The Real Fatou Conjecture. (AM-144)

The Real Fatou Conjecture. (AM-144)

Jacek Graczyk
Grzegorz Świątek
Copyright Date: 1998
Pages: 148
https://www.jstor.org/stable/j.ctt7zv8rh
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  • Book Info
    The Real Fatou Conjecture. (AM-144)
    Book Description:

    In 1920, Pierre Fatou expressed the conjecture that--except for special cases--all critical points of a rational map of the Riemann sphere tend to periodic orbits under iteration. This conjecture remains the main open problem in the dynamics of iterated maps. For the logistic family x- ax(1-x), it can be interpreted to mean that for a dense set of parameters "a," an attracting periodic orbit exists. The same question appears naturally in science, where the logistic family is used to construct models in physics, ecology, and economics.

    In this book, Jacek Graczyk and Grzegorz Swiatek provide a rigorous proof of the Real Fatou Conjecture. In spite of the apparently elementary nature of the problem, its solution requires advanced tools of complex analysis. The authors have written a self-contained and complete version of the argument, accessible to someone with no knowledge of complex dynamics and only basic familiarity with interval maps. The book will thus be useful to specialists in real dynamics as well as to graduate students.

    eISBN: 978-1-4008-6518-5
    Subjects: Mathematics

Table of Contents

  1. Front Matter
    (pp. i-vi)
  2. Table of Contents
    (pp. vii-2)
  3. Chapter 1 Review of Concepts
    (pp. 3-24)

    Quadratic polynomials from the perspective of dynamical systems. Among non-linear smooth dynamical systems quadratic polynomials are analytically the simplest. Yet, far from being trivial, they have been subject of intense research for a couple of decades. A number of difficult papers have been produced and many key questions remain unsolved. Admittedly, some phenomena that are a staple of dynamical systems, such as homoclinic intersections, are impossible in one dimension. The flip side is that the simplicity of the system makes it possible to approach rigorously phenomena that are out of reach in higher dimensions, to just name the transition to...

  4. Chapter 2 Quasiconformal Gluing
    (pp. 25-44)

    The main objective of this chapter is to formulate Theorem 2.1 and conclude the Reduced Theorem. We will introduce a concept ofsaturated mapswhich facilitates gluing of quasiconformal branchwise equivalences. Given a pair of terminal box mappings we proceed by removing their central branches and replacing monotone branches by their filled-in versions which map onto the restrictive interval. The resulting saturated maps are quasiconformally branchwise equivalent provided the terminal box mappings were so. In the infinitely renormalizable case, we obtain infinitely many branchwise equivalent pairs of saturated maps. Our aim is to combine the branchwise equivalences into one quasiconformal...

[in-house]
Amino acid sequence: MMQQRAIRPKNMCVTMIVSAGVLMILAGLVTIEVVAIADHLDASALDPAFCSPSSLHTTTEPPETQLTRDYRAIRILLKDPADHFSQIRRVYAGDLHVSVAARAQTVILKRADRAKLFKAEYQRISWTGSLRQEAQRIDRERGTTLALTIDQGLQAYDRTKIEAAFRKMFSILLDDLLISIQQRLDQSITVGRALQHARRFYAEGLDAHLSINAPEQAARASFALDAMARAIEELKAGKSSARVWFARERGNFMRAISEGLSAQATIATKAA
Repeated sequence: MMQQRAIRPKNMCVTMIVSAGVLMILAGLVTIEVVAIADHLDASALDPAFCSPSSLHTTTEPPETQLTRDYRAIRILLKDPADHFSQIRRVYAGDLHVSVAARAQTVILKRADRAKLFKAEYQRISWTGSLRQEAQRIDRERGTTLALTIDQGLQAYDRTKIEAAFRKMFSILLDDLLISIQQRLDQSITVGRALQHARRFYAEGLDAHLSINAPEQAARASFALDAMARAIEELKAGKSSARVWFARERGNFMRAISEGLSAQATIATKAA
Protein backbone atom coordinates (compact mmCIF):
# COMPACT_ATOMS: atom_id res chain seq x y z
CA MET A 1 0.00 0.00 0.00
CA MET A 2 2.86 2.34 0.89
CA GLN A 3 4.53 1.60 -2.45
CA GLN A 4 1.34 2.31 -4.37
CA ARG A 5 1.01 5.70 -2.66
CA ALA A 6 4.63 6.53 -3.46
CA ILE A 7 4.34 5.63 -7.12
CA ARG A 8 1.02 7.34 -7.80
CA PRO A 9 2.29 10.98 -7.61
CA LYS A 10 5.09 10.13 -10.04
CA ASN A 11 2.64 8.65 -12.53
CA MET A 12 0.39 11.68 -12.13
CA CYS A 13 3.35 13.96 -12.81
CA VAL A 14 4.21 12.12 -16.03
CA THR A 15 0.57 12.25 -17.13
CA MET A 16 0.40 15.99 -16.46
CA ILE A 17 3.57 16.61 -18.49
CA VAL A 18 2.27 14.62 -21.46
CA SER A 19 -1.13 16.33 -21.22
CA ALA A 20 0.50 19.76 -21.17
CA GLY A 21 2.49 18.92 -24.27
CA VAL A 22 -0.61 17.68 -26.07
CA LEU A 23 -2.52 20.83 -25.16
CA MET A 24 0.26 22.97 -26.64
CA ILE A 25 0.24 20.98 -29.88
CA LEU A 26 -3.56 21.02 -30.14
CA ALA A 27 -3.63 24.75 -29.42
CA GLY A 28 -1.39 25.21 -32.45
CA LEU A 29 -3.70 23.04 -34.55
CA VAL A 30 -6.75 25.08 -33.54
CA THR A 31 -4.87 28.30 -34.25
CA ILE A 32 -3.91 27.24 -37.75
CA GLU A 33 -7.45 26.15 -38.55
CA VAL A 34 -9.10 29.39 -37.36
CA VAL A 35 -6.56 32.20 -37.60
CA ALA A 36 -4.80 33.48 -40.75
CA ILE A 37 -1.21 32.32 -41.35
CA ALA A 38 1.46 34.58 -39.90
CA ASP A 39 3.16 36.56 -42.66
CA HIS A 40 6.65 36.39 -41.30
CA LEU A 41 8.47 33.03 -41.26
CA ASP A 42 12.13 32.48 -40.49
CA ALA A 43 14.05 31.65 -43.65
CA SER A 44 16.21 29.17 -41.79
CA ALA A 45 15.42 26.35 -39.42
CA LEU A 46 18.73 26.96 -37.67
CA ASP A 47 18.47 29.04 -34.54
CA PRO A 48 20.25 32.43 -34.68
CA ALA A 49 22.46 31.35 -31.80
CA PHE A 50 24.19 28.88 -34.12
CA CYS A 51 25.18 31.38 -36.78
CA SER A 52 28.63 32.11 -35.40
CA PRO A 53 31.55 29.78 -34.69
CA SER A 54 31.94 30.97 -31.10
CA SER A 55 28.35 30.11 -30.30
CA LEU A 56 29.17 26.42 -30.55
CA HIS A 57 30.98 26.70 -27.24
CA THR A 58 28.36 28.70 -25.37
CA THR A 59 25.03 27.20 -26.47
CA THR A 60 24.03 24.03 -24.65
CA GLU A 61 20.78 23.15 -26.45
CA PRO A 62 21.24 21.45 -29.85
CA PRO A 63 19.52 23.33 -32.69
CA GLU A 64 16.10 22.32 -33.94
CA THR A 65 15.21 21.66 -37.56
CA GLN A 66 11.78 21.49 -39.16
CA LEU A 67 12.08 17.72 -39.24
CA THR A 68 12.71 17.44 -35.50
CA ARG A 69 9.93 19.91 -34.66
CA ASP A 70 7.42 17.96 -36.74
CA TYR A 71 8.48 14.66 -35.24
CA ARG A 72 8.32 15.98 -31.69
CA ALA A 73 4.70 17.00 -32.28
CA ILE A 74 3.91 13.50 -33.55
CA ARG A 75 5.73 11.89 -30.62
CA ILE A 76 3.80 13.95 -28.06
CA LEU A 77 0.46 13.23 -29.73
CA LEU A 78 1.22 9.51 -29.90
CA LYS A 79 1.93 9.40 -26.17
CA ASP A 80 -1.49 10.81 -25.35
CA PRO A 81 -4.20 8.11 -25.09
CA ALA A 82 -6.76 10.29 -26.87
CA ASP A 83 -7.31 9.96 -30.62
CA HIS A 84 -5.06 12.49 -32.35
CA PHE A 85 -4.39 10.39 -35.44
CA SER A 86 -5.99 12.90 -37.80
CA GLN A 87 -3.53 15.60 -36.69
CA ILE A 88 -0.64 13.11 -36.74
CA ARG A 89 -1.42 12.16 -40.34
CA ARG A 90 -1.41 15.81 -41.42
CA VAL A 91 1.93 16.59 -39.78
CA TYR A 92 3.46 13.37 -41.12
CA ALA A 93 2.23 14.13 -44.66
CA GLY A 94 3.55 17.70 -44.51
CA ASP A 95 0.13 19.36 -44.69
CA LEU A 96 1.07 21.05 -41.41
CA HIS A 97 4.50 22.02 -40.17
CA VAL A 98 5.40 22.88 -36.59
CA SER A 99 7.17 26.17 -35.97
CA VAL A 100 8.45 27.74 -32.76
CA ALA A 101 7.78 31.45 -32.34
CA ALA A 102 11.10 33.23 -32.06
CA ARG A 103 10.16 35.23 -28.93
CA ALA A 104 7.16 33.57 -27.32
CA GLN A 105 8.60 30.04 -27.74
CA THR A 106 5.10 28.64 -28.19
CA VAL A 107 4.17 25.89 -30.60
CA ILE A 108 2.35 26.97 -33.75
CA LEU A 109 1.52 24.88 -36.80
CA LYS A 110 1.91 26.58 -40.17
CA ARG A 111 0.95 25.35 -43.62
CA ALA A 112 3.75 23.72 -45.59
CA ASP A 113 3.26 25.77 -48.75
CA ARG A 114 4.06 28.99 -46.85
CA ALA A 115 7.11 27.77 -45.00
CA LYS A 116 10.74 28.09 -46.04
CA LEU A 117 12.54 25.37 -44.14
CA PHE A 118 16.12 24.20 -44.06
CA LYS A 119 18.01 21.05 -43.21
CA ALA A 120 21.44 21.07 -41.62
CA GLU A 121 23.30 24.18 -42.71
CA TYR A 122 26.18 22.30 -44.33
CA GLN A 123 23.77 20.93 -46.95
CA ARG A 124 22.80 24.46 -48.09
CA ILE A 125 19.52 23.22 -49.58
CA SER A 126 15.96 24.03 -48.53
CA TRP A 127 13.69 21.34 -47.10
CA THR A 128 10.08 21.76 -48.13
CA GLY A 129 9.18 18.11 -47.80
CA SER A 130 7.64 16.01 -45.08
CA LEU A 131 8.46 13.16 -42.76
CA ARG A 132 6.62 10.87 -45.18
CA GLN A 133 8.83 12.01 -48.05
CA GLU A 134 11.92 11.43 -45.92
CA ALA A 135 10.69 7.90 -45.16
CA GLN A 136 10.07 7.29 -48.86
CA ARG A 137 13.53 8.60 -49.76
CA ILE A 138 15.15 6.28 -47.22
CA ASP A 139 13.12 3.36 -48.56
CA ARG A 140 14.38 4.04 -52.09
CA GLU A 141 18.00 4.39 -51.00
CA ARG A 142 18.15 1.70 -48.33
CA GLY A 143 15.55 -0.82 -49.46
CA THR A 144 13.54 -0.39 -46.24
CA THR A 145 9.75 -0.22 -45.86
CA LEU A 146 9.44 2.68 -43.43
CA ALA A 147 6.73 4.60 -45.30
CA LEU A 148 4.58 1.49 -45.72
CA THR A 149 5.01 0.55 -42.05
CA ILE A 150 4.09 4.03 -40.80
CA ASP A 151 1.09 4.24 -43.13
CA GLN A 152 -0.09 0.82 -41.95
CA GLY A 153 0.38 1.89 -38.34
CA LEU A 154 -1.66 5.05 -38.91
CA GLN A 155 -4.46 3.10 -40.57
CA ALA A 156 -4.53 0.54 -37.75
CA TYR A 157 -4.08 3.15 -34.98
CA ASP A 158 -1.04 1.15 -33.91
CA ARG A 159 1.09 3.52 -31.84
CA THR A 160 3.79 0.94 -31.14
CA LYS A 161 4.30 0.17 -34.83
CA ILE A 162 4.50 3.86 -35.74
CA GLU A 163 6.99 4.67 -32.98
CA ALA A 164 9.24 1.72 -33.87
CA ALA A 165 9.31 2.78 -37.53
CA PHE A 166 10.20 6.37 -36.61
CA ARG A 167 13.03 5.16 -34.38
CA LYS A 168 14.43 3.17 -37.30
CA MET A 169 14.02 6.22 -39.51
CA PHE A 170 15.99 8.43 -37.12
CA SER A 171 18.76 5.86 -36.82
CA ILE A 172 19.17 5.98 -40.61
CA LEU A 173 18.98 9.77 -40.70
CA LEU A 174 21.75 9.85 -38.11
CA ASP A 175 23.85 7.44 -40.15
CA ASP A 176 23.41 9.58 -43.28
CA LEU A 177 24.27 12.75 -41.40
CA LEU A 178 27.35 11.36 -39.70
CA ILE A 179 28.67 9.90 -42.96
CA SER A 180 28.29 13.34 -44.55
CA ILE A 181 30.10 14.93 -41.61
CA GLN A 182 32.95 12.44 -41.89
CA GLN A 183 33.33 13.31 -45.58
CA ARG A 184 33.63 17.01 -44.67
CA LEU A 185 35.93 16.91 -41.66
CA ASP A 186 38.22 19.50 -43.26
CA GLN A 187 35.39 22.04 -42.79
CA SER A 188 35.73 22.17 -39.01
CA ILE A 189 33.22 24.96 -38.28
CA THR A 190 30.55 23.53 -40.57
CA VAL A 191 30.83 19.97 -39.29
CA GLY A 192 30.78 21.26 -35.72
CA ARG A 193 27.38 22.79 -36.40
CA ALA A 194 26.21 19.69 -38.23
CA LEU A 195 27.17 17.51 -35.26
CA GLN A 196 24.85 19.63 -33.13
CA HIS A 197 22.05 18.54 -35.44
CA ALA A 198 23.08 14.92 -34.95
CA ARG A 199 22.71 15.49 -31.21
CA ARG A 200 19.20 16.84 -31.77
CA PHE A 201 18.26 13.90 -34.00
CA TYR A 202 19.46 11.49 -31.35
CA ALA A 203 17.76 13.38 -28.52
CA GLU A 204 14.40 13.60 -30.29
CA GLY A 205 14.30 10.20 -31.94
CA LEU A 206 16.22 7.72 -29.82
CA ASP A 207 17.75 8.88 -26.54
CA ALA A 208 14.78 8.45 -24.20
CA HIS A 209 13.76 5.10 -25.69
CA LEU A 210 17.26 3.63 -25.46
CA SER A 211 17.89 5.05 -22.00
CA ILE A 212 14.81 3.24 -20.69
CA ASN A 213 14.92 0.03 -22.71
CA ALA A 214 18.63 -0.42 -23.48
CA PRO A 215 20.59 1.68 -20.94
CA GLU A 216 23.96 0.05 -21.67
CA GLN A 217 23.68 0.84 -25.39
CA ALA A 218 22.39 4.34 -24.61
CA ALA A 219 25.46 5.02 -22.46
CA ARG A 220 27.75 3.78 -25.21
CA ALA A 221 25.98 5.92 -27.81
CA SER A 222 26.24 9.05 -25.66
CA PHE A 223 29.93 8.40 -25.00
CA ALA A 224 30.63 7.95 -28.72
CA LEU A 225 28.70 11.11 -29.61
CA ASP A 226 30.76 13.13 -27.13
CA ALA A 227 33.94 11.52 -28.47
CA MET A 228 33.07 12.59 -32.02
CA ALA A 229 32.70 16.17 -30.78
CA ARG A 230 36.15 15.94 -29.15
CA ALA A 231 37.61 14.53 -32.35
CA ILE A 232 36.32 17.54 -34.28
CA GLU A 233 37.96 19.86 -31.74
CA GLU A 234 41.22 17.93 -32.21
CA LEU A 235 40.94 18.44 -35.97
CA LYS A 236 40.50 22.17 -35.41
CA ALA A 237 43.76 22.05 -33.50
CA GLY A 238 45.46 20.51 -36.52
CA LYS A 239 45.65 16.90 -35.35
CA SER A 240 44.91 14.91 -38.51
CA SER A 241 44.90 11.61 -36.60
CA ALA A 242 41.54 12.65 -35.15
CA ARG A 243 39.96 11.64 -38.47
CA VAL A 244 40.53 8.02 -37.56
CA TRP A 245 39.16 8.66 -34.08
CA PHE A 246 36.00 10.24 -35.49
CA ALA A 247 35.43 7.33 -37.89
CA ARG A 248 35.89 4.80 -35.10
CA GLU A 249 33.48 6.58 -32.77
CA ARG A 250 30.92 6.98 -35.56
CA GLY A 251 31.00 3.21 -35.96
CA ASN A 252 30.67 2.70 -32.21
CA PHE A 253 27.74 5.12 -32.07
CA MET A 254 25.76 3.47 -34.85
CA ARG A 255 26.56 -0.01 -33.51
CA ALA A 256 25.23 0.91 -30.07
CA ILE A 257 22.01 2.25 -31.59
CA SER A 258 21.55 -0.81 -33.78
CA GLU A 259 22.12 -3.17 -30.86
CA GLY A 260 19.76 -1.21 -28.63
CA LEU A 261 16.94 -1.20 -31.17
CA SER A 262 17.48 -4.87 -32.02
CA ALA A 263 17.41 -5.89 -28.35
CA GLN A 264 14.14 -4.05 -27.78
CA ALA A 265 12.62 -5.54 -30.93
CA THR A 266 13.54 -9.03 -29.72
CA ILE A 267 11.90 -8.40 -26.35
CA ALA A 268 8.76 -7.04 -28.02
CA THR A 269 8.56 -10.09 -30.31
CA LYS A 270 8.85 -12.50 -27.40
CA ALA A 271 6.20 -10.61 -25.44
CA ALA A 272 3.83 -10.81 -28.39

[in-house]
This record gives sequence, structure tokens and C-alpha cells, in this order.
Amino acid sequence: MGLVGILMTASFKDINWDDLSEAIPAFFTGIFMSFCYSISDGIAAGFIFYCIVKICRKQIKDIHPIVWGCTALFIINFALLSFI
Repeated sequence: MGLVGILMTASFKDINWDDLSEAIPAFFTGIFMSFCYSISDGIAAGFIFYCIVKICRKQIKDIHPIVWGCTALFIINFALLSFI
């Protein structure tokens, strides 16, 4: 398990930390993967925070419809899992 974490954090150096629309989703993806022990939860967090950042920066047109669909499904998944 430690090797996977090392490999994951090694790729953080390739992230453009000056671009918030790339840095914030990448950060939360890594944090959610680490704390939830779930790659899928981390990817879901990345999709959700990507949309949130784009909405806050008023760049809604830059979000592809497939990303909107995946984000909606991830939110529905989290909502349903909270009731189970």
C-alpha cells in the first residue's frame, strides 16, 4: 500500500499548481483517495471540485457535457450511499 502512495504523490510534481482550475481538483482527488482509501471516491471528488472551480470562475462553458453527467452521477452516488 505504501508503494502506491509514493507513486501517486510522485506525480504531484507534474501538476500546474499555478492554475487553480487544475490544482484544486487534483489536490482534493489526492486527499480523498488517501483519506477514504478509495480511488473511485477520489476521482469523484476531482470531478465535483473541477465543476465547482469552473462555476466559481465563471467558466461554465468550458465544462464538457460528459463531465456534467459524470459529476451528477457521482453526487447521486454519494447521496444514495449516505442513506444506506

5. Chapter 3 Polynomial-Like Property
    (pp. 45-66)

    Let us recall Theorem 1.1. This chapter is devoted to its proof.

    Theorem 1.1Let f be a renormalizable quadratic polynomial without attracting or indifferent periodic orbits and let${{I}_{1}}\supset \cdots $be the sequence, finite or not, of its locally maximal restrictive intervals (see Definition 1.3.4). Let fidenote the first return map into IiThen, for every i, function fiis conjugate to a unimodal quadratic polynomial by an L-quasi-symmetric homeomorphism sending Iito(–1, 1).The constant L is independent of i.

    Remark: In reality,Lis independent offas well, but we don’t need this fact.

    Theorem...

  6. Chapter 4 Linear Growth of Moduli
    (pp. 67-108)

    Box mappings were introduced in [13] as a tool for studying the dynamics of real unimodal polynomials. In the same paper, the main property of growing moduli was proved. This generalized earlier results obtained for certain ratios on the real line. In [14], a more general result was presented with a slightly different proof, not more complicated that the original proof of a weaker result in [13]. We state the main theorem of [14] as Theorem 1.2. The generalization consists in allowing a large class of holomorphic box mappings without any connection with real dynamics. Theorem 1.2 found already applications...

  7. Chapter 5 Quasiconformal Techniques
    (pp. 109-142)

    The main objective of this section is to present a proof of Theorem 1.3. So we assume that unimodal polynomialsfand$\hat{f}$are real, topologically conjugate, the critical orbits omit the fixed points, and haveoddperiodic orbits on the real line. These are topological assumptions and iffsatisfies them than its both fixed points are repelling,fhas orbits with infinitely many different periods (Sharkovski’s theorem) and the first return time to the restrictive interval is greater than 2.

    In the proof Theorem 1.3 a major issue is the choice of domains of analytic continuations of branches...

  8. Bibliography
    (pp. 143-146)
  9. Index
    (pp. 147-148)
  10. Back Matter
    (pp. 149-149)